Evidence base for application of Acoustic Deterrent Devices (ADDs) as marine mammal mitigation (Version 4)
Subsea noise produced by anthropogenic activities in coastal and offshore waters has the potential to cause injury or death to marine mammals. To reduce this risk, mitigation solutions have included the deployment of acoustic devices in proximity to the noiseproducing activity, to deter animals from potential injury zones. There is also the potential to use acoustic devices for collision risk mitigation.
Acoustic devices have been applied across various marine industries. The range of applications for these devices, i.e. different industries, intended purpose, or different target species, has led to a wide variety of available technologies on the market. Whilst most emit medium to high frequency sounds, the acoustic characteristics of each device differ in terms of the sound levels produced, frequency range, temporal pattern/duty cycle and harmonics. In addition, there are also differences in the method of deployment and operating functions.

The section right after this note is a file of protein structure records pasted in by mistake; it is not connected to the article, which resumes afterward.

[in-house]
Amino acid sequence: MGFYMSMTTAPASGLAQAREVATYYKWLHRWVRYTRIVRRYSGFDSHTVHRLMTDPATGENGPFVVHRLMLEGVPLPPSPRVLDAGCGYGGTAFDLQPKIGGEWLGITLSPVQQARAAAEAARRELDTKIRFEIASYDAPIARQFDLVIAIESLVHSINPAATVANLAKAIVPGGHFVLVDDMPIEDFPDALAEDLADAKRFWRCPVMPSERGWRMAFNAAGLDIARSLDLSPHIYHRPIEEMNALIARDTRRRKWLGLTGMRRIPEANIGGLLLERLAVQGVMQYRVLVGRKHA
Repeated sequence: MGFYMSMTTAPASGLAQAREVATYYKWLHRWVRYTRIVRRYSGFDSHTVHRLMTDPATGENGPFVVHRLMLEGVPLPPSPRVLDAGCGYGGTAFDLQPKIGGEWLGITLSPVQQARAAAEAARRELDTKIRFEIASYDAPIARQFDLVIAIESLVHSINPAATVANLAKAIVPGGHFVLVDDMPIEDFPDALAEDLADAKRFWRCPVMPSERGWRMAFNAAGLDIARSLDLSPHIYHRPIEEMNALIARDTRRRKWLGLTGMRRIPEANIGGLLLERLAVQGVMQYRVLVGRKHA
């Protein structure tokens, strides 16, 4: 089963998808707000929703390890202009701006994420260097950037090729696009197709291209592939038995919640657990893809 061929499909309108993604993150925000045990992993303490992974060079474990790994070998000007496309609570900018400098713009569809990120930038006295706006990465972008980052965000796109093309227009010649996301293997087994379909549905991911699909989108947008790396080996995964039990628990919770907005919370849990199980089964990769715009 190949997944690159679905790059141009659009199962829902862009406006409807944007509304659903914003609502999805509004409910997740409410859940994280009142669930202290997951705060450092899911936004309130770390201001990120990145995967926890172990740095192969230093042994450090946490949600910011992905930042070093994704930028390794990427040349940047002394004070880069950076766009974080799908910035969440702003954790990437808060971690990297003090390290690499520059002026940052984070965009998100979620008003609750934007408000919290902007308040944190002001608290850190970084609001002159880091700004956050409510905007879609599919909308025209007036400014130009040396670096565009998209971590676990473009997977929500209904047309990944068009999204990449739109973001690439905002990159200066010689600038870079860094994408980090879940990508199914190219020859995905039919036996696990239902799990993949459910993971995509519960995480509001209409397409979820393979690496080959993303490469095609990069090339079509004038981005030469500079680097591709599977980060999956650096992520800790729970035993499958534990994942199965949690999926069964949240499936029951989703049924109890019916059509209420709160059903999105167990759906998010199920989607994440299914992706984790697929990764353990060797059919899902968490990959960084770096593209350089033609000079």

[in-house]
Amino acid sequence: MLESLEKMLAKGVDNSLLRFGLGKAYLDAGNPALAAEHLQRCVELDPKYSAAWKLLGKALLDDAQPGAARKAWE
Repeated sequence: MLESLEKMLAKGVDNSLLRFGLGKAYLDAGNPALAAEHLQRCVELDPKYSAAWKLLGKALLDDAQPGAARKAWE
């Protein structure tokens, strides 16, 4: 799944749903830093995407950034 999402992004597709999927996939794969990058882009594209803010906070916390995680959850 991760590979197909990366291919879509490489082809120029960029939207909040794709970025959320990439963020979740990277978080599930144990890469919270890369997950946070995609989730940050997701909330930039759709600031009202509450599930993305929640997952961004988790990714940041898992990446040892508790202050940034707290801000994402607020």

Extensive reviews of devices are available; however, a single report, collating and summarising the evidence around their effectiveness was considered useful and enable the information to be processed readily by Statutory Nature Conservation Bodies (SNCBs) when advising regulators on the use of acoustic devices to deter marine mammals from areas where there is a risk of injury or death. The report reviews evidence on the effectiveness of acoustic devices at deterring a range of marine mammal species. A coarse assessment of the risk of injury from all ADDs is also undertaken with a general conclusion that the risk of injury is likely to be low for all devices, although this is context dependent. The report also provides a summary of the key relevant legislation and regulations pertaining to the protection of marine mammals in the UK.
Note: This report is a ‘live’ document, and the intent is for it to be updated periodically in line with additional information on the acoustic deterrents described herein, and on the basis of new technologies that become available.